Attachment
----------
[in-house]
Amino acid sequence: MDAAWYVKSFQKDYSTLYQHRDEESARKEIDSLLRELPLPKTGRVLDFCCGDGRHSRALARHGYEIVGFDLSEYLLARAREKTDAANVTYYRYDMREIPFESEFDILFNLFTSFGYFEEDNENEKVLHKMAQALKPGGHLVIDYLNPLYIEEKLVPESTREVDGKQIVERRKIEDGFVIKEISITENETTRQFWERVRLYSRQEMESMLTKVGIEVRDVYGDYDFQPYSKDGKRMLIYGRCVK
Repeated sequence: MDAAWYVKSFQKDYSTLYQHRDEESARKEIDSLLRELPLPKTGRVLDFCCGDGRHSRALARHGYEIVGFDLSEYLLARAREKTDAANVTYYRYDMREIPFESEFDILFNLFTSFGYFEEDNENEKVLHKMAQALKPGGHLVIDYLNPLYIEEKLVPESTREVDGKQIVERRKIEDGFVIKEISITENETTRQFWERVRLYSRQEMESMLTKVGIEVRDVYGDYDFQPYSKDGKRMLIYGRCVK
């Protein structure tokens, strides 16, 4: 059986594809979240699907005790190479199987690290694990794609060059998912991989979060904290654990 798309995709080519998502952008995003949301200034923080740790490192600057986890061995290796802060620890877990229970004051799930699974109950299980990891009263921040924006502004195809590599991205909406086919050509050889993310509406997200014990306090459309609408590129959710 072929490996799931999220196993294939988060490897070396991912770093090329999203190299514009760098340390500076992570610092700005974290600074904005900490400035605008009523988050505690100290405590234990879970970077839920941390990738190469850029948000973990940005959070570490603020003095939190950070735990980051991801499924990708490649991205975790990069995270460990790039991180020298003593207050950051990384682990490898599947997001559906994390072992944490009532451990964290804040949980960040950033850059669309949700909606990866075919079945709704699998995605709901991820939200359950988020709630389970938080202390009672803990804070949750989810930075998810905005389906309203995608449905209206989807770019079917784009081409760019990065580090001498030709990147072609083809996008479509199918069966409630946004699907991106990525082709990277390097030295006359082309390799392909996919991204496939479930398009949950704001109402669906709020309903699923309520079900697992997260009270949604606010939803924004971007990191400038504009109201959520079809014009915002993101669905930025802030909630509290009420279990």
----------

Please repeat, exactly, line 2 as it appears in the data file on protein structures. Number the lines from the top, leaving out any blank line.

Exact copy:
Amino acid sequence: MDAAWYVKSFQKDYSTLYQHRDEESARKEIDSLLRELPLPKTGRVLDFCCGDGRHSRALARHGYEIVGFDLSEYLLARAREKTDAANVTYYRYDMREIPFESEFDILFNLFTSFGYFEEDNENEKVLHKMAQALKPGGHLVIDYLNPLYIEEKLVPESTREVDGKQIVERRKIEDGFVIKEISITENETTRQFWERVRLYSRQEMESMLTKVGIEVRDVYGDYDFQPYSKDGKRMLIYGRCVK